Toonarific Interview – Richard Bazley

Originally posted: 4-7-2004

Talented animator who worked on “Who Framed Roger Rabbit”, “The Iron Giant” and many others.

Animating marvel Richard Bazley contacted us regarding his upcoming project, Osmosis Jones, so we just had to pounce for an interview. He has done so many great films, and will most assuredly do more. Here is what he had to say.

During your childhood, what did you want to be when you grew up?
Animation had always been an interest from an early age. This was a time before videos, so there was a lot more mystique about animated films. If you missed a realease of say “Snow White”, it would be many years before you could see it again. I remember looking forward to Christmas as virtually each year “Jason and the Argonauts” would be shown on television. When I was about eleven there was also another program on the BBC called “The Do-It-Yourself-Animation Show” hosted by Bob Godfrey. They had a series of animators give talks on the show which included Terry Gilliam when he was doing the Monty Python animation and Richard Williams who showed a section of “The Thief and the Cobbler”. This definitely had an impact on me and ultimately lead to my choice of career.
What was your favorite show and or cartoon characters? Did any of these influence some of your later work in life?
I always had a leaning towards the Disney Films, although I did enjoy the Warner Bros. shorts as well. I went back to see the “Jungle Book” again and again when it was at the theatres, I enjoyed it so much. The type of animation in these older films is unsurpassed and I still feel that the contemporary Disney films fall short of them. I was also enamoured with “Sleeping Beauty” and it has been wonderful to make the acquaintance of some of the great artists that worked on these films, in fact a good friend of mine is Victor Haboush who was a layout artist on “Sleeping Beauty”. He designed the thorn forest. He also painted backgrounds for “Lady and the Tramp”. I was lucky enough to get him as film consultant on my short “The Journal of Edwin Carp”.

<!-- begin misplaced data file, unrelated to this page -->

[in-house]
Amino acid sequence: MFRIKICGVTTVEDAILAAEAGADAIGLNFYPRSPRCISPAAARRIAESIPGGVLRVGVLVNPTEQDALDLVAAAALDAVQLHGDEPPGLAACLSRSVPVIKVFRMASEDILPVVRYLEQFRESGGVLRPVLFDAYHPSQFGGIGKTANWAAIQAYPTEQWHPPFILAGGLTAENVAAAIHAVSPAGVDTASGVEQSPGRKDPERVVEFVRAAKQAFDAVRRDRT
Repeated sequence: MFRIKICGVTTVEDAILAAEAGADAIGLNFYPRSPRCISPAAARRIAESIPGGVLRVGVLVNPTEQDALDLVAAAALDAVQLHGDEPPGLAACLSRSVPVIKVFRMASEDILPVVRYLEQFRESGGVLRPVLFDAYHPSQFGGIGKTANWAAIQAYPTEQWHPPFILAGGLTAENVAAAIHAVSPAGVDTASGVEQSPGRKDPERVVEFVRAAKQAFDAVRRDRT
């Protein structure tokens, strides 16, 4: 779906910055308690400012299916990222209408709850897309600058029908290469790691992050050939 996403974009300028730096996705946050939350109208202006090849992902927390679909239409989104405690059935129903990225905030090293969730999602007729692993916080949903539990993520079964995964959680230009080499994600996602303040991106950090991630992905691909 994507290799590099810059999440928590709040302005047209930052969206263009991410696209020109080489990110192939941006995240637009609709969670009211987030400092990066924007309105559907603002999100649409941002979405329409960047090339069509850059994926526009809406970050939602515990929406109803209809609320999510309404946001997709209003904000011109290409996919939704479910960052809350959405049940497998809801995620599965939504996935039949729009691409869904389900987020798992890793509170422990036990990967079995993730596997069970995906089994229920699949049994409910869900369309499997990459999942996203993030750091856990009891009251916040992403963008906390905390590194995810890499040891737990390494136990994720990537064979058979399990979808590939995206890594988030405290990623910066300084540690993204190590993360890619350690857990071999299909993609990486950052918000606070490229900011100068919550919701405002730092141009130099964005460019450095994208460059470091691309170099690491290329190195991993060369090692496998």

What was your childhood like? How was the family environment and surroundings, and did those affect any of your career decisions?
It was a very idyllic childhood. I was brought up in the Devonshire countryside in England surrounded by by beautiful scenery. My father although a maths teacher was very creative as was my mother. They both encouraged my drawing from the start. It definitely helps if your family are supportive as the arts can be a very difficult way to make a living.
Where did you learn your animation skills?
I always drew but it wasn’t until many years later when I was in my twenties that I learnt to animate.
What was the first project that you worked on, and how do you feel about it now, looking back after you have done so much?
I got a lucky break. The first animated film I worked on was as an inbetweener on “Who framed Roger Rabbit”. It was a very exciting time. When I was looking around to work in animation I was working as an Art Director in advertising but something was unsatisfying about it. I stopped by one studio called Pizzazz and an animator called Eric Goldberg should me how to inbetween drawings. Later that day I met another animator called Jill Brookes who mentioned that Disney was in town making a film. She called them up and fixed up an appointment for me. I did an animation test the next day which lead to me being asked to do an evening class for a few weeks. This lead to me getting the job and the realization of a childhood ambition.